Adopting a daily movement practice is more beneficial for your health long-term…but how does it differ from an exercise program?
When I was a personal trainer, I used to calculate clients’ macros and write meal plans for them to follow seven days a week. I also wrote detailed workout plans of every exercise they “should” do outside our sessions. I’d take them through “back day,” “arms day” and “leg day” workouts. I’d celebrate a client being really sore in “all the right places” and I’d ask for progress photos to show the world that my training worked. Our sessions were serious, and we had goals to reach within the allotted timeframe of the training package.
And as my personal fitness journey evolved, that rigidity didn’t align with how I wanted to partner with my clients on their journeys.
I knew there was something more when I started learning about mindfulness and adding yoga to my workouts. I got more in tune with my clients’ personal struggles and got curious about how their life outside the gym impacted their sessions for better or worse – workplace stress, parenting and relationship dynamics, sleep, home ownership and taking care of aging parents, etc.
My curiosity of the difference between a movement practice and an exercise program led to these changes:
- I talked more about how to stay active outside the gym.
- We spoke of the importance of sleep and of how soreness and a number on the scale weren’t the only things to track.
- I started offering stretching sessions in place of lifting when a client showed up exhausted from work.
- I changed my language and asked clients how they were feeling in ways that had nothing to do with the specific exercises.
Clients started to consider other aspects of their training and during our check-ins, they proudly shared their non-scale victories.
Going to the gym can be a trap of becoming active but sedentary, meaning that you work out for 1 hour but sit the rest of the day. A daily movement practice is more beneficial for your health long-term, but how can you begin to unlearn the rigidity of exercise and adopt a daily movement practice?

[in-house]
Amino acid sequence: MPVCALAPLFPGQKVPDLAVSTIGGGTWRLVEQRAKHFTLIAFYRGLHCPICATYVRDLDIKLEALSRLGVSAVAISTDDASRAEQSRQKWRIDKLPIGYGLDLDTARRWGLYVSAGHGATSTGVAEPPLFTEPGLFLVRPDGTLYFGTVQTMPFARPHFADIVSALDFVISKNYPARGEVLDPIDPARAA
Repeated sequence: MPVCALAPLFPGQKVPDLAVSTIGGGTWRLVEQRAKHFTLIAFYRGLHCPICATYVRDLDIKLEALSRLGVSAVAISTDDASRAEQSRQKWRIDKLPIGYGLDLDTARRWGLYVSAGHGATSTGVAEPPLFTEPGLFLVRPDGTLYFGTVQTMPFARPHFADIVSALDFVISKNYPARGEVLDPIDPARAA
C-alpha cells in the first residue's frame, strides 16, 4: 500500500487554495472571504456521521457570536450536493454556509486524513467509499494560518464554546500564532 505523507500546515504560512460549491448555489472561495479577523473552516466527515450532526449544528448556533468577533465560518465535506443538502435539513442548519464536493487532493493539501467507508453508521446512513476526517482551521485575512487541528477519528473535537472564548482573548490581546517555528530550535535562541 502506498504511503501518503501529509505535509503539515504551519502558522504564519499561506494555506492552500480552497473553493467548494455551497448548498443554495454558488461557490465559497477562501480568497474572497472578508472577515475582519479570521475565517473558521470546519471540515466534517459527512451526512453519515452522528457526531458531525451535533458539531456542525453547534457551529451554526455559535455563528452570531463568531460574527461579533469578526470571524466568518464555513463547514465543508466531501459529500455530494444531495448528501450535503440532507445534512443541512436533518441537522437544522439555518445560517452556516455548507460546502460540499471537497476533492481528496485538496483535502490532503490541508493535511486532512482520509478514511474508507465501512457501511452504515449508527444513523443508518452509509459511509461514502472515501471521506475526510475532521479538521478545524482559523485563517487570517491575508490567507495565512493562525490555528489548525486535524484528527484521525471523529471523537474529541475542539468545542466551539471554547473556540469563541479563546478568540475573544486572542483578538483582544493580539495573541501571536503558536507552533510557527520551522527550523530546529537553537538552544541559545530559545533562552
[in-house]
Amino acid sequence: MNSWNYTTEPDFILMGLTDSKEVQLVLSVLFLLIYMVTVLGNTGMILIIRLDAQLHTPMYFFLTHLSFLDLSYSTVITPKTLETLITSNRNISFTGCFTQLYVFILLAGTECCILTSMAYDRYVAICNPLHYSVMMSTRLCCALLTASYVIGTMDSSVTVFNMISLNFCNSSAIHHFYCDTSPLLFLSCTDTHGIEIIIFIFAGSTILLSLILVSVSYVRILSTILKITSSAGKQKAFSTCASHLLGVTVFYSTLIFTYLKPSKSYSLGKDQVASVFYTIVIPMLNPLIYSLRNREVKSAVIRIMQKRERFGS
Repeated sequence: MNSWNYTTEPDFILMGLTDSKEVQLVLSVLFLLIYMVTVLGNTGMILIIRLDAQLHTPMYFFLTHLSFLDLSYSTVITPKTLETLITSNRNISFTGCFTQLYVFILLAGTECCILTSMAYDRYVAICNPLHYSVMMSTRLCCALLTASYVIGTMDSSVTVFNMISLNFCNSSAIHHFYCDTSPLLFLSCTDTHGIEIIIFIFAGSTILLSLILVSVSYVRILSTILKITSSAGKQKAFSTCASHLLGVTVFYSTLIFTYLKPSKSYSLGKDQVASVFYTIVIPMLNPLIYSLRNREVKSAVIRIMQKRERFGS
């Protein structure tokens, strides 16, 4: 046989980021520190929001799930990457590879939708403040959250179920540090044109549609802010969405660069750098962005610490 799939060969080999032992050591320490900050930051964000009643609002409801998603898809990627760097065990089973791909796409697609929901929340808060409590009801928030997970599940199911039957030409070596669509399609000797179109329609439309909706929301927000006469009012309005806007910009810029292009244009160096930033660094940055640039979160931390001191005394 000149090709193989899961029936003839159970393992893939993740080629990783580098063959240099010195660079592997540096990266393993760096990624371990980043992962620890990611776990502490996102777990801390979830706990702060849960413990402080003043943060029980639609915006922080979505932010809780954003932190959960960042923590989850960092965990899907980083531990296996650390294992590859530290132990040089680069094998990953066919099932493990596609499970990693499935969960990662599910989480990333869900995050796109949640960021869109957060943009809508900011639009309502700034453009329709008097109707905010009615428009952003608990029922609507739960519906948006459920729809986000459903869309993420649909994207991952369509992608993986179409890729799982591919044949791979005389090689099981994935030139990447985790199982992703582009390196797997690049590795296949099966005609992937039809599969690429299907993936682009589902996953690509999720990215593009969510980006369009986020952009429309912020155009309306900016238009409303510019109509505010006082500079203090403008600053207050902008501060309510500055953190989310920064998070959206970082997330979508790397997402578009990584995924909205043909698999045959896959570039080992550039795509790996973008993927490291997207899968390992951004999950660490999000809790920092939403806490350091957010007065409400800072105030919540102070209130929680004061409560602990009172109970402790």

How can you cultivate a movement practice?
- Move your body in all planes of motion – Explore lateral movements and twists, raise your arms over your head, and try walking backwards. Get to know your body from all directions.
- Listen to your body – Sometimes rest is the most productive thing you can do for your mental and physical health. Pain is a sign that something is wrong.
- Enjoy the journey – Celebrate every non-scale victory! Are you getting more restful sleep? Has your digestion improved? Are your nails and hair stronger, shinier?
- Be playful – Why so serious? Take a nature walk, try aerial yoga or a trampoline class!
- Appreciate what your body can do – Gratitude for every breath, every step, jump and lap swam regardless of metrics or where you “should” be because movement is a gift.
- Focus on alignment and optimal posture – There is no perfect posture, but your body does have a set posture that allows for comfortable movement and less tension while sitting. Focus on your set posture and gentle adjustments to your alignment when you sit, stand and lie down.
As a former personal trainer and figure competitor turned health educator and yoga instructor, I’m so proud of the evolution that the fitness industry has made over the past decade. There are now more messages about fitness being about more than weight loss, more talk of the importance of mindful movement, more encouragement to explore your body in a variety of ways and an entire anti-diet movement. Sure, we still have a ways to go and like any change, that starts with each of us reexamining how we’re showing up for ourselves (and the messages we share) in this space.
Unlearning the rigidity associated with exercise and embracing the softness of a daily movement practice is one of the most sustainable adjustments you can make for your health.
Need inspiration for mindful movement? Try one of these classes for free on my YouTube channel.
Evening Stretches for Restful Sleep
Stretches for Shoulders, Neck and Back